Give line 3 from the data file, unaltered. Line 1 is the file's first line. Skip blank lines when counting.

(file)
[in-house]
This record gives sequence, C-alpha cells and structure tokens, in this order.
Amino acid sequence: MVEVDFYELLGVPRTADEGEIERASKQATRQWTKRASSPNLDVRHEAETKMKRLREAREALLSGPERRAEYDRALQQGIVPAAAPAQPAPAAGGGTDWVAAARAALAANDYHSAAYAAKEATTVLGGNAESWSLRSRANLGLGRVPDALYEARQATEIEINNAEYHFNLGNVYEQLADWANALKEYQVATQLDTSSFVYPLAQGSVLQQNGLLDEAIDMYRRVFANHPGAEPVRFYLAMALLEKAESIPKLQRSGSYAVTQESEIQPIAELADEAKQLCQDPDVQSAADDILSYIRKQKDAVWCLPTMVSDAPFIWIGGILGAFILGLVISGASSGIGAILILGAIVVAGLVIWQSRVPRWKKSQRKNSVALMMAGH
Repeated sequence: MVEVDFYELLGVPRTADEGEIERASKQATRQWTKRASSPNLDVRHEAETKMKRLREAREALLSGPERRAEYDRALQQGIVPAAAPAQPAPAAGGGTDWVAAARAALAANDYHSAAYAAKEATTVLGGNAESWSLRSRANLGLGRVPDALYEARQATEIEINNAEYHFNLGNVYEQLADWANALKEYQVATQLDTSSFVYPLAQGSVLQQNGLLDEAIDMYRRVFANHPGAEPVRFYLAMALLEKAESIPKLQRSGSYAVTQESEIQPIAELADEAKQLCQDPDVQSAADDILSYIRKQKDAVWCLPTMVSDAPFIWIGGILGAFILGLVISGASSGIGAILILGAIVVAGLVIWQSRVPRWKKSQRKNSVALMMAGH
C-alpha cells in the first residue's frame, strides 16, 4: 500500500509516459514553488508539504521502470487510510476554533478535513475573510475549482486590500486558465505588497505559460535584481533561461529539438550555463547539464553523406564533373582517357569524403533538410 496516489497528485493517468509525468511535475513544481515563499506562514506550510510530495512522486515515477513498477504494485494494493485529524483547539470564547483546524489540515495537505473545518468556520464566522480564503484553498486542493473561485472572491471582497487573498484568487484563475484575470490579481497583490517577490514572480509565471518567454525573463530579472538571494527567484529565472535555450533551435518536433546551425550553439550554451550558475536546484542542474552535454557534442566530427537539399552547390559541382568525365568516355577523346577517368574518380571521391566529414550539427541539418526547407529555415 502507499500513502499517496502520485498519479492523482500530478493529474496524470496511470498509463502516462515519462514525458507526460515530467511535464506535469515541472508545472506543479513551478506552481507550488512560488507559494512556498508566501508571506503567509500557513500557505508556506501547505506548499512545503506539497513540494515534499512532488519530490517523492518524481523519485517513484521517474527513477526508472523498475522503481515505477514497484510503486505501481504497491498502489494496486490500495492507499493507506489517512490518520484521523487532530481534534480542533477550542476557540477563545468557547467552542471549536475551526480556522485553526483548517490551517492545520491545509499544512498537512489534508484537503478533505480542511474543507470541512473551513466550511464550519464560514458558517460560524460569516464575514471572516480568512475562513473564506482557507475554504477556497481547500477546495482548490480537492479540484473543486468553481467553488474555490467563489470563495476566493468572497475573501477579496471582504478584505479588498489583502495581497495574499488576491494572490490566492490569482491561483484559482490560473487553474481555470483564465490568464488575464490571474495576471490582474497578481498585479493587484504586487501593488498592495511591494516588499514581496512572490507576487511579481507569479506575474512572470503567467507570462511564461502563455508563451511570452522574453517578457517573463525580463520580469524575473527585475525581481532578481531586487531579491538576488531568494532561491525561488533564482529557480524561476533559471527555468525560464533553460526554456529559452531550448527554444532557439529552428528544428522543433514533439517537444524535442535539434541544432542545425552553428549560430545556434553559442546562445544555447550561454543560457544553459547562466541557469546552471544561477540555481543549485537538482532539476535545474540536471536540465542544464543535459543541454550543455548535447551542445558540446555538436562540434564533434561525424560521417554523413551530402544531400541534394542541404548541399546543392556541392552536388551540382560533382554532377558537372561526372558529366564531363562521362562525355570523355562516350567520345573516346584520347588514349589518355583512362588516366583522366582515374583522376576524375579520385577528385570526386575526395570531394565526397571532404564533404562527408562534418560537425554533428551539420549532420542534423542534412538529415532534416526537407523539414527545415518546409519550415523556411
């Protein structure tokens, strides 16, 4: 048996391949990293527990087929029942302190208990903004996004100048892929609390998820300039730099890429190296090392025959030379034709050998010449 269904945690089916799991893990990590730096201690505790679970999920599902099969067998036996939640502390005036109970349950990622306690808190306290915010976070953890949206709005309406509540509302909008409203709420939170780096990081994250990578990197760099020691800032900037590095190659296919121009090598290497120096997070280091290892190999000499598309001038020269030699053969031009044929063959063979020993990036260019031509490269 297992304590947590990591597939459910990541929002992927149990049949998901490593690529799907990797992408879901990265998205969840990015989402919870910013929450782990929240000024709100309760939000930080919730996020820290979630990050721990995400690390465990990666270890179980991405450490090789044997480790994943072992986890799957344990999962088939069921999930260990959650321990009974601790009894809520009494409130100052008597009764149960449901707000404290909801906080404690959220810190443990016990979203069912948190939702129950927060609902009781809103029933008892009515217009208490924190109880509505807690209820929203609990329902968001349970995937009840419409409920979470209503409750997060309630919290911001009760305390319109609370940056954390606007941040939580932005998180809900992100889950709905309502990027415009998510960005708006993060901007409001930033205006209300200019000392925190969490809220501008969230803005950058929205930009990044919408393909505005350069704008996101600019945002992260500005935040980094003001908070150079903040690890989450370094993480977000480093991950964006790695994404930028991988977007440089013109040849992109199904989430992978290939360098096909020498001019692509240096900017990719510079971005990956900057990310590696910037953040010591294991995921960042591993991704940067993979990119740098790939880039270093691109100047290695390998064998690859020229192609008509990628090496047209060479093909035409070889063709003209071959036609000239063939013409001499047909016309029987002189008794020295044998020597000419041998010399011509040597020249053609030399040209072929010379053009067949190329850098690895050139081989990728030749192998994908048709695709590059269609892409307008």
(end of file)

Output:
Amino acid sequence: MVEVDFYELLGVPRTADEGEIERASKQATRQWTKRASSPNLDVRHEAETKMKRLREAREALLSGPERRAEYDRALQQGIVPAAAPAQPAPAAGGGTDWVAAARAALAANDYHSAAYAAKEATTVLGGNAESWSLRSRANLGLGRVPDALYEARQATEIEINNAEYHFNLGNVYEQLADWANALKEYQVATQLDTSSFVYPLAQGSVLQQNGLLDEAIDMYRRVFANHPGAEPVRFYLAMALLEKAESIPKLQRSGSYAVTQESEIQPIAELADEAKQLCQDPDVQSAADDILSYIRKQKDAVWCLPTMVSDAPFIWIGGILGAFILGLVISGASSGIGAILILGAIVVAGLVIWQSRVPRWKKSQRKNSVALMMAGH